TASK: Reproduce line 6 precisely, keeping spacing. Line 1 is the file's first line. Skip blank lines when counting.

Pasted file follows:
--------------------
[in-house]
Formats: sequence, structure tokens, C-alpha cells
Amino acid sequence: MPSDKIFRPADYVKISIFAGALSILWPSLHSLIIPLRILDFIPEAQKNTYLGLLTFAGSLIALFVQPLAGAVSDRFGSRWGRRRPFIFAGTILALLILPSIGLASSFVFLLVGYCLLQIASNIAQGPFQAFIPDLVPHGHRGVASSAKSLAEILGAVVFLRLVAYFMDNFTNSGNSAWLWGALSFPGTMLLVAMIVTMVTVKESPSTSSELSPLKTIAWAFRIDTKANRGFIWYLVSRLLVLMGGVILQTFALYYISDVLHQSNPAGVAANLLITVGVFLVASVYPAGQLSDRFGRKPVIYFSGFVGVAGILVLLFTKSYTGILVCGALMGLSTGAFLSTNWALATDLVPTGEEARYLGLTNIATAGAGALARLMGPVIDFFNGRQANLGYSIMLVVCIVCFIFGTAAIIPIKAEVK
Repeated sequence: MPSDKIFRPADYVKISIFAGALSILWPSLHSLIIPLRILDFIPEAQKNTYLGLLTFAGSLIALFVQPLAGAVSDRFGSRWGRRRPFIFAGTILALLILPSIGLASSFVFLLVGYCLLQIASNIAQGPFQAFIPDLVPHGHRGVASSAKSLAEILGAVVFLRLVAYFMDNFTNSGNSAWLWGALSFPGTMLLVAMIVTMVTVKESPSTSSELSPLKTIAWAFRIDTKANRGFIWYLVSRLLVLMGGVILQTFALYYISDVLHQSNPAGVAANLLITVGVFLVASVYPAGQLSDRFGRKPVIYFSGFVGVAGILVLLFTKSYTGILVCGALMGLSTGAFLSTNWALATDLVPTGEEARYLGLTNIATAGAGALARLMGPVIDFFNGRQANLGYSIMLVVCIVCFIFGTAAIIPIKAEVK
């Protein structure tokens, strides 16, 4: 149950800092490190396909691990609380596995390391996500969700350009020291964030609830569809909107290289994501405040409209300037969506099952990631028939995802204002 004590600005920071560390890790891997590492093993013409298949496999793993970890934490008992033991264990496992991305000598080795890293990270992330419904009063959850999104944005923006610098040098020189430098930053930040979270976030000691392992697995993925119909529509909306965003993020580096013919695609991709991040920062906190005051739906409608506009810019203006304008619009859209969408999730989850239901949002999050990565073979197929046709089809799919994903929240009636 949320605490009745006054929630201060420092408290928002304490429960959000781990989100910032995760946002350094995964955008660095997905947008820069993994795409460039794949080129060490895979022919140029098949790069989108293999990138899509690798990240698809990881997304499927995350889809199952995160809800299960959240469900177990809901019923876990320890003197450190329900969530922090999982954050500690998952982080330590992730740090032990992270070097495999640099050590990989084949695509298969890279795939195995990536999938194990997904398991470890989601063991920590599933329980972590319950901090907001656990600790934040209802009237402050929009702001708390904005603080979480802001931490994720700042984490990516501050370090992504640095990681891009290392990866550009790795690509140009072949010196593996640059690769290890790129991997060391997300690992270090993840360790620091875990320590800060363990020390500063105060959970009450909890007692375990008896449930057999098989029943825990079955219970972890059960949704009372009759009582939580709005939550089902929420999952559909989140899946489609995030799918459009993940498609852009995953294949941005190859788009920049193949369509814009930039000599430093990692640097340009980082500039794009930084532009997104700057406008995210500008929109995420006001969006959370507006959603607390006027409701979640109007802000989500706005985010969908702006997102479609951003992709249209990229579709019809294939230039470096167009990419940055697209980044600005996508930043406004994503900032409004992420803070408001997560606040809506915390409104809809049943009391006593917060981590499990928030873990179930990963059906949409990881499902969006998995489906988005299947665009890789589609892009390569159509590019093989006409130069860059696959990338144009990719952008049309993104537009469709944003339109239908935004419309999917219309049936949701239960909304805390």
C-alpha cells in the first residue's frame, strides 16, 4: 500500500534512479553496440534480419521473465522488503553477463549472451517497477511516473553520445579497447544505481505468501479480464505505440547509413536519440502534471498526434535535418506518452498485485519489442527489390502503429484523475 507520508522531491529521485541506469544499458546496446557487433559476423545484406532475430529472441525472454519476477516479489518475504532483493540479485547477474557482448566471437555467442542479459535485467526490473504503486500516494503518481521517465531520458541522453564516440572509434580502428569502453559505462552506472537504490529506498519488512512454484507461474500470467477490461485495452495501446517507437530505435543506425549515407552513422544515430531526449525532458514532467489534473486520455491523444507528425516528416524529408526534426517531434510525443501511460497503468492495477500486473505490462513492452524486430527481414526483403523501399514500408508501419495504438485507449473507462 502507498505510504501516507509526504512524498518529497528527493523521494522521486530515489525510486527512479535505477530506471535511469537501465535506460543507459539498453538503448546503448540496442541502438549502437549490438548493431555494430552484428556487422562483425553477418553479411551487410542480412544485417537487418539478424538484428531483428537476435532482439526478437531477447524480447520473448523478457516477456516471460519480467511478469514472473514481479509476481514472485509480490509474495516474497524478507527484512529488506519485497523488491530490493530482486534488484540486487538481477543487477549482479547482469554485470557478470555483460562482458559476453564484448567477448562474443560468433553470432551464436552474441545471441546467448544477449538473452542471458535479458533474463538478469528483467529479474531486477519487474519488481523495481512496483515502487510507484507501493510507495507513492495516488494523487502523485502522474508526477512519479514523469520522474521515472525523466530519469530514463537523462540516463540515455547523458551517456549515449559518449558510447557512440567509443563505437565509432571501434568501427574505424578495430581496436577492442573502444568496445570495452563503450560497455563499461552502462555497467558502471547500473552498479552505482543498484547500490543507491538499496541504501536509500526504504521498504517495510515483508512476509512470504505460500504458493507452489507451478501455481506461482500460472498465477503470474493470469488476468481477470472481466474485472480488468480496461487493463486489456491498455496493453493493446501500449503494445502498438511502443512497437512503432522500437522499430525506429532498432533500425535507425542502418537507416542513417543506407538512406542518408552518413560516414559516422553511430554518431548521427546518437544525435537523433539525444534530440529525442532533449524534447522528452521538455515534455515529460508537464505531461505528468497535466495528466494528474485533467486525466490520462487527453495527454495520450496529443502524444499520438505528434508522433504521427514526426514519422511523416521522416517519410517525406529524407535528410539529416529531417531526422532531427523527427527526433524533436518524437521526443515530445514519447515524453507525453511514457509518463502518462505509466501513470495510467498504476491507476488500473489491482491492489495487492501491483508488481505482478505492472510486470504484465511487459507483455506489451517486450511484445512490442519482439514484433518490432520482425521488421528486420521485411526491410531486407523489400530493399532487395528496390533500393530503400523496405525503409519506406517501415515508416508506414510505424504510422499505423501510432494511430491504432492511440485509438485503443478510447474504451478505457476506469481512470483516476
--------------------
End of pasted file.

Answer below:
C-alpha cells in the first residue's frame, strides 16, 4: 500500500534512479553496440534480419521473465522488503553477463549472451517497477511516473553520445579497447544505481505468501479480464505505440547509413536519440502534471498526434535535418506518452498485485519489442527489390502503429484523475 507520508522531491529521485541506469544499458546496446557487433559476423545484406532475430529472441525472454519476477516479489518475504532483493540479485547477474557482448566471437555467442542479459535485467526490473504503486500516494503518481521517465531520458541522453564516440572509434580502428569502453559505462552506472537504490529506498519488512512454484507461474500470467477490461485495452495501446517507437530505435543506425549515407552513422544515430531526449525532458514532467489534473486520455491523444507528425516528416524529408526534426517531434510525443501511460497503468492495477500486473505490462513492452524486430527481414526483403523501399514500408508501419495504438485507449473507462 502507498505510504501516507509526504512524498518529497528527493523521494522521486530515489525510486527512479535505477530506471535511469537501465535506460543507459539498453538503448546503448540496442541502438549502437549490438548493431555494430552484428556487422562483425553477418553479411551487410542480412544485417537487418539478424538484428531483428537476435532482439526478437531477447524480447520473448523478457516477456516471460519480467511478469514472473514481479509476481514472485509480490509474495516474497524478507527484512529488506519485497523488491530490493530482486534488484540486487538481477543487477549482479547482469554485470557478470555483460562482458559476453564484448567477448562474443560468433553470432551464436552474441545471441546467448544477449538473452542471458535479458533474463538478469528483467529479474531486477519487474519488481523495481512496483515502487510507484507501493510507495507513492495516488494523487502523485502522474508526477512519479514523469520522474521515472525523466530519469530514463537523462540516463540515455547523458551517456549515449559518449558510447557512440567509443563505437565509432571501434568501427574505424578495430581496436577492442573502444568496445570495452563503450560497455563499461552502462555497467558502471547500473552498479552505482543498484547500490543507491538499496541504501536509500526504504521498504517495510515483508512476509512470504505460500504458493507452489507451478501455481506461482500460472498465477503470474493470469488476468481477470472481466474485472480488468480496461487493463486489456491498455496493453493493446501500449503494445502498438511502443512497437512503432522500437522499430525506429532498432533500425535507425542502418537507416542513417543506407538512406542518408552518413560516414559516422553511430554518431548521427546518437544525435537523433539525444534530440529525442532533449524534447522528452521538455515534455515529460508537464505531461505528468497535466495528466494528474485533467486525466490520462487527453495527454495520450496529443502524444499520438505528434508522433504521427514526426514519422511523416521522416517519410517525406529524407535528410539529416529531417531526422532531427523527427527526433524533436518524437521526443515530445514519447515524453507525453511514457509518463502518462505509466501513470495510467498504476491507476488500473489491482491492489495487492501491483508488481505482478505492472510486470504484465511487459507483455506489451517486450511484445512490442519482439514484433518490432520482425521488421528486420521485411526491410531486407523489400530493399532487395528496390533500393530503400523496405525503409519506406517501415515508416508506414510505424504510422499505423501510432494511430491504432492511440485509438485503443478510447474504451478505457476506469481512470483516476